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Local government (Manx: gurneilys ynnydagh) in the Isle of Man was formerly based on six sheadings, which were divided into seventeen parishes (today referred to as "ancient parishes"). The island is today divided for local government purposes into town districts, village districts, and parish districts, as follows:

Sheadings

The Isle of Man is divided into six sheadings: Ayre, Glenfaba, Garff, Michael, Rushen and Middle. The sheadings are now significant only as:—

  • the districts of the Coroners, and
  • the basis of certain electoral constituencies.

The Coroners are responsible for process-serving and enforcement of judgments, not for holding inquests of death; that function is carried out by the High Bailiff, who is ex officio Coroner of Inquests.

The origins of the term sheading are unclear. There are three main possibilities:

  • from the Norse word skeid – meaning ship-assembly, with each sheading providing men for a warship.
  • from a Celtic word meaning sixth part – with the sheadings having been a 14th-century Scottish introduction.
  • from the Middle English word for an administrative division, scheding – with the sheadings having been introduced following English rule in the late 14th century.

Parishes

The parishes have ecclesiastical roots, and are thought to have introduced to the island in the 11th century from Scotland, the bishopric having been established in the 10th century. Civil parishes also existed from at least the late 15th century, their boundaries diverging significantly in some cases, where one or more Treens might pay their ecclesiastical tithes to one parish, but their Lord's Rent to another.[1] Parish boundaries broadly followed physical features such as rivers and watersheds, but there were many detailed divergences. For example, a mill and its croft, located on the west bank of a river, could be included in the adjoining parish east of the river by a loop in the boundary.

The parishes of each sheading of the Isle of Man are currently:

Reforms in the 18th, 19th and 20th centuries

Town districts

An Act of Tynwald of 1777[2] provided for the appointment of a High Bailiff for each of the 4 towns, Castletown, Douglas, "Peeltown" (Peel) and Ramsey, with various judicial and administrative responsibilities.

The Towns Act 1852[3] provided for the first elected local authorities in the Island, enabling a board of Town Commissioners to be elected for each of the 4 towns, with responsibility for street cleaning, lighting and sewerage. However, the Act was not adopted by any of the towns,[4] and special Acts were passed establishing Commissioners for each town: Douglas 1860,[5] Ramsey 1865,[6] Castletown 1883[7] and Peel 1884.[8] The boundaries of the town districts have been extended over time to incorporate new developments.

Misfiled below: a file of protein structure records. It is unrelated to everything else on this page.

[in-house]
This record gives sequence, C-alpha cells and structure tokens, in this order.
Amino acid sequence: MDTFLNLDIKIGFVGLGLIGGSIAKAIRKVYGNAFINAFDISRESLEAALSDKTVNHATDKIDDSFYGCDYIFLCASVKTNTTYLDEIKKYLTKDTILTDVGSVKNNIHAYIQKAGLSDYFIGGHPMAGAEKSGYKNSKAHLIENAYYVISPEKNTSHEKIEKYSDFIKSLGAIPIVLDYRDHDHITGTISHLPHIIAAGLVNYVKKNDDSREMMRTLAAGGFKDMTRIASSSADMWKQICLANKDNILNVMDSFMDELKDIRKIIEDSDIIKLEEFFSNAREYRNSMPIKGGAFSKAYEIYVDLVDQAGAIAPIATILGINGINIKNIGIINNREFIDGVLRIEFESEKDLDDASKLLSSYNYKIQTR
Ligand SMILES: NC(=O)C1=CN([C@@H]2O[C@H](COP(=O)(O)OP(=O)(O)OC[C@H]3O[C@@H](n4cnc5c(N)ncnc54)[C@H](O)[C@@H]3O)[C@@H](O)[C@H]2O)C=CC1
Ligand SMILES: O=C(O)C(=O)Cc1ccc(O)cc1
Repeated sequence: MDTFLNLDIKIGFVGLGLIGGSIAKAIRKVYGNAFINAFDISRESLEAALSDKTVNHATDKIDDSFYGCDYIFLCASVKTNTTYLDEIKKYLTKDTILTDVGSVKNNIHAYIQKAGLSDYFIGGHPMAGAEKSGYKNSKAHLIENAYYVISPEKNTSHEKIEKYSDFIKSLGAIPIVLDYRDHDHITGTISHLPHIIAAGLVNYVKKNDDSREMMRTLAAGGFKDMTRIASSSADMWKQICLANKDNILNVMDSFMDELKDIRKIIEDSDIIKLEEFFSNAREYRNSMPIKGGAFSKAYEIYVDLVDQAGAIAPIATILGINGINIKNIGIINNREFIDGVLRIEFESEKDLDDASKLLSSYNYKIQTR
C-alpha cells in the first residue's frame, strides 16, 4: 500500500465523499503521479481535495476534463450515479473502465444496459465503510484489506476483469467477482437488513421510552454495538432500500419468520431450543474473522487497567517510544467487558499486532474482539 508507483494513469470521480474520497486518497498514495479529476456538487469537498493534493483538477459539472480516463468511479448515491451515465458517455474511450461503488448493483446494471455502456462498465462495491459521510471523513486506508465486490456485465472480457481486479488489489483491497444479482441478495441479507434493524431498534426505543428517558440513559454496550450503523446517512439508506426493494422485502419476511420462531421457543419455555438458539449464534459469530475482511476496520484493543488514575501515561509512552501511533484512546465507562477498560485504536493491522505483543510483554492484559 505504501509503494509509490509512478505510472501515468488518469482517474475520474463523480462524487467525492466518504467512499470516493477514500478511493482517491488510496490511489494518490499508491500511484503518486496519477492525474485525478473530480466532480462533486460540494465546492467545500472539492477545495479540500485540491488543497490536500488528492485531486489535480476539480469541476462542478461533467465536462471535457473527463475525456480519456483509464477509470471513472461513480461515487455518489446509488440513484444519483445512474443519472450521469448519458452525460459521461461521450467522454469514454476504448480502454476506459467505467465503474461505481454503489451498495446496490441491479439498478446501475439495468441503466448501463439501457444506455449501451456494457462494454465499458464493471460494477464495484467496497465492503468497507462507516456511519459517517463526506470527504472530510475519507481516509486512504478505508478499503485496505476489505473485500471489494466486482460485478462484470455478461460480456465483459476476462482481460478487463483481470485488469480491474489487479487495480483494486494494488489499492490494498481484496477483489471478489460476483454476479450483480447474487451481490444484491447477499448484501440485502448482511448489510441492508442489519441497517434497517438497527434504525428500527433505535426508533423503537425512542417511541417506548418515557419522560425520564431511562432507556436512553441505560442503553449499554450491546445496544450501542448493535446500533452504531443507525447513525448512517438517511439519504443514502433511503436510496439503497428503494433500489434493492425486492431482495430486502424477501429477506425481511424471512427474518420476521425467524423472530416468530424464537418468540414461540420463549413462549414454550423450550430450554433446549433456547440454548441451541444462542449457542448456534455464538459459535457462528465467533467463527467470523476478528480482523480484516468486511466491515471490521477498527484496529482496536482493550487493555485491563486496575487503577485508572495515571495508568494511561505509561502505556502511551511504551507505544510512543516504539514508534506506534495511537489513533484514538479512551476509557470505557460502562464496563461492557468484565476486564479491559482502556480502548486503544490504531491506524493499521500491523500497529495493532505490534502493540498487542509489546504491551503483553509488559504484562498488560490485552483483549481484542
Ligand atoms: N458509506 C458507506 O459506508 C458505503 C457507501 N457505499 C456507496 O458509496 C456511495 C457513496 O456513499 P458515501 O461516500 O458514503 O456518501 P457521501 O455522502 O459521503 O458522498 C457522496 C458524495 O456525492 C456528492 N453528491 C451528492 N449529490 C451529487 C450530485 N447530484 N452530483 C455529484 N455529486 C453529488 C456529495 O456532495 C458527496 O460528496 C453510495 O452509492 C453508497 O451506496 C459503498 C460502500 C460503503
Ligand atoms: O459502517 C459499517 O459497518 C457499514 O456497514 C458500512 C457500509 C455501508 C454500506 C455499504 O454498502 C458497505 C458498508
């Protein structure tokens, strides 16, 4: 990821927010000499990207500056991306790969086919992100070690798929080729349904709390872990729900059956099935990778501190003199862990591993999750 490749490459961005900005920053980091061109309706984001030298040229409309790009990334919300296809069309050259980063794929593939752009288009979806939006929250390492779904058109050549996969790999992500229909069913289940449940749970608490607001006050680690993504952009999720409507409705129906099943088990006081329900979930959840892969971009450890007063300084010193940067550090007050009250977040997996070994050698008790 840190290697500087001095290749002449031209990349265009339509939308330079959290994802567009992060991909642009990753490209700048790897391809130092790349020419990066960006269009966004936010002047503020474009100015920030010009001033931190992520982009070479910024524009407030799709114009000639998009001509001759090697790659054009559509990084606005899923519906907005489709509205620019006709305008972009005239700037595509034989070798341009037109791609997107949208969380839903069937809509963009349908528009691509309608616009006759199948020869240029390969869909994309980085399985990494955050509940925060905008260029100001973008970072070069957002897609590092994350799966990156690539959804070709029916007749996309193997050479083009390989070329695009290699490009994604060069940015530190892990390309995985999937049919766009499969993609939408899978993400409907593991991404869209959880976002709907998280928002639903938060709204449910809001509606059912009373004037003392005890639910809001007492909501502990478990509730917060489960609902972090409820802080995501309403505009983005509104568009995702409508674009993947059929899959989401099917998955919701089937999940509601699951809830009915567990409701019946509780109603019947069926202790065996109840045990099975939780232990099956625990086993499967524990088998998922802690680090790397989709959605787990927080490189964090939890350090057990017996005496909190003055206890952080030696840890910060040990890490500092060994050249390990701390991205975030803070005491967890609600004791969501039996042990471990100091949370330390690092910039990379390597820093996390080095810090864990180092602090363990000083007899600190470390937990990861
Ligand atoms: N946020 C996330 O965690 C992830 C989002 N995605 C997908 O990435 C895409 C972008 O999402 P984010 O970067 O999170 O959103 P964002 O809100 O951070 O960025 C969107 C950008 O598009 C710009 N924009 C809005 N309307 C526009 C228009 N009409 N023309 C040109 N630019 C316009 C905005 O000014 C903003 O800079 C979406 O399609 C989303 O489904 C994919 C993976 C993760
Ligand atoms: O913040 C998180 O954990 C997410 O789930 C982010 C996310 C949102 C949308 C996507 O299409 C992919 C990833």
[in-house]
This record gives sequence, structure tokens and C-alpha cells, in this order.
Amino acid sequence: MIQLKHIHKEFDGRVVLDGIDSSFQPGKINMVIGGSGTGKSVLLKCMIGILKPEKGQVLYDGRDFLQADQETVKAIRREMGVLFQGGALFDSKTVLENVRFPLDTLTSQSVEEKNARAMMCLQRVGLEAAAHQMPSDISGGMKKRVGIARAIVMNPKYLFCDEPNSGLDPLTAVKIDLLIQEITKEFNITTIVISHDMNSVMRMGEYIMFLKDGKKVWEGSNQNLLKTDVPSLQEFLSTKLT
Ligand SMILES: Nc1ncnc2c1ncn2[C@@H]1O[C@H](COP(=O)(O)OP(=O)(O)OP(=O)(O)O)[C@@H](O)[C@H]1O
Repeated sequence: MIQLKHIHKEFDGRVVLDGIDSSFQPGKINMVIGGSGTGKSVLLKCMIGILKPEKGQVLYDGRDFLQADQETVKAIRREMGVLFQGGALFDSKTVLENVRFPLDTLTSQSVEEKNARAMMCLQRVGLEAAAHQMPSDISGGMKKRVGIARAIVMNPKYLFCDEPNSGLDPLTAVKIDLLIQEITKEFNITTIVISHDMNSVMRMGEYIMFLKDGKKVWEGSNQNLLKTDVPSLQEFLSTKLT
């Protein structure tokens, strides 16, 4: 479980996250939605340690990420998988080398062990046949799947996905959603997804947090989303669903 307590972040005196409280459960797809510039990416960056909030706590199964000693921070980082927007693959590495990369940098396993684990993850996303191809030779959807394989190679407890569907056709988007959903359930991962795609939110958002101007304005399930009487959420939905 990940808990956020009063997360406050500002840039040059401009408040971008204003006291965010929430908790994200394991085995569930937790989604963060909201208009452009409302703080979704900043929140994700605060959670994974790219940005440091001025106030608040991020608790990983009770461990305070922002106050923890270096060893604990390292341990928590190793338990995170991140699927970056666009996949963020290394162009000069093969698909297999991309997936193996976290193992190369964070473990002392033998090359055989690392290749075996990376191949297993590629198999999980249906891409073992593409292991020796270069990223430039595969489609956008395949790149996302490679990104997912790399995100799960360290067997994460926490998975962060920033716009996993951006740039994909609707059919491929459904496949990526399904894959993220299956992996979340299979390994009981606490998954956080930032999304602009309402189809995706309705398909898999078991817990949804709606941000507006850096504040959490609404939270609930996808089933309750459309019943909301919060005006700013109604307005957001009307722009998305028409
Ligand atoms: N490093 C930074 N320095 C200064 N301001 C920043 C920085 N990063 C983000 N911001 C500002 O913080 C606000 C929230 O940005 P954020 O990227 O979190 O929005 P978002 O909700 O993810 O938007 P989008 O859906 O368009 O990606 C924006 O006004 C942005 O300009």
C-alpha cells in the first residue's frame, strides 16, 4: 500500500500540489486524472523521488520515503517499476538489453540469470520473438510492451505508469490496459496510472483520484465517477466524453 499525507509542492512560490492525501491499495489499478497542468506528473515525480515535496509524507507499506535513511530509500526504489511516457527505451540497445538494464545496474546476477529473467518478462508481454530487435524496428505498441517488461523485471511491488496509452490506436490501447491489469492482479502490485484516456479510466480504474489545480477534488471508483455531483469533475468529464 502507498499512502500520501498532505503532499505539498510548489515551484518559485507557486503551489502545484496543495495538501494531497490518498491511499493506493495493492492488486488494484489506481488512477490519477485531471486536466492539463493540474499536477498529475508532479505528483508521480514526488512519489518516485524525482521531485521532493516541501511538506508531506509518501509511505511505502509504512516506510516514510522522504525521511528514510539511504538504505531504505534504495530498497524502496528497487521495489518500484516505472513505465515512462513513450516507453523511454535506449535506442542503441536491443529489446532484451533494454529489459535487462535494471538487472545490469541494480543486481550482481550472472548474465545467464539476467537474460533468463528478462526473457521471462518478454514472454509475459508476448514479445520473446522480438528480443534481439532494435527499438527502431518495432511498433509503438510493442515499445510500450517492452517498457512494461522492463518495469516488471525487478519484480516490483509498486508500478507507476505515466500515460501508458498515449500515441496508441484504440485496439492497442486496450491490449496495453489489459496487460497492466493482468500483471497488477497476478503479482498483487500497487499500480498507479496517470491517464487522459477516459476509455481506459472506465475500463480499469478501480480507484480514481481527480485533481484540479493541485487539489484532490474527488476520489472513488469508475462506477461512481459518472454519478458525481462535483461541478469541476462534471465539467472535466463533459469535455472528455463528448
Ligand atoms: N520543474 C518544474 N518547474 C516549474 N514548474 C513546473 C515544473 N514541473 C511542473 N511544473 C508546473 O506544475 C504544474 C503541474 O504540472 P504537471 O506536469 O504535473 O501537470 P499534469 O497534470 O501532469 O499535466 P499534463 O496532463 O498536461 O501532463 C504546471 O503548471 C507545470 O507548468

In 1896, Douglas was incorporated as a municipal borough by the Douglas Municipal Corporation Act 1895,[9] which replaced the Town Commissioners with a municipal corporation entitled "The Mayor, Aldermen and Burgesses of the Borough of Douglas", acting through a borough council, consisting of a mayor, aldermen and councillors. In 1989[10] the office of alderman was abolished, leaving the council composed of the mayor and councillors. The 18 councillors are elected from 6 wards, each for a four-year term expiring on 1 May 2012, 2016, and so on. The mayor is elected annually by the councillors, usually (but not necessarily) from their own number. Although there are no longer any aldermen, the corporation's legal title is unchanged. As its name implies, it is a body corporate, but the borough council is not.

Village districts

The Public Health Act 1884 [11] permitted the creation of elected sanitary authorities for sanitary districts. Port Erin was the only sanitary district so defined.

The Local Government Act 1886[12] provided for elected boards of Village Commissioners and the creation, by resolution of Tynwald, of new village districts. The existing sanitary authority of Port Erin became a board of Commissioners. Port St Mary was created a village district in 1890, Laxey and Onchan in 1895, and Michael in 1905.

In 1986 the existing village district and parish district of Onchan were merged to form a "local government district of Onchan" under a single body of Commissioners (but with a separate consultative "rural committee" representing the former parish district).[13] In 1989 the village district and parish district of Michael were similarly merged (but without a rural committee).[14] The new districts are village districts.

Parish districts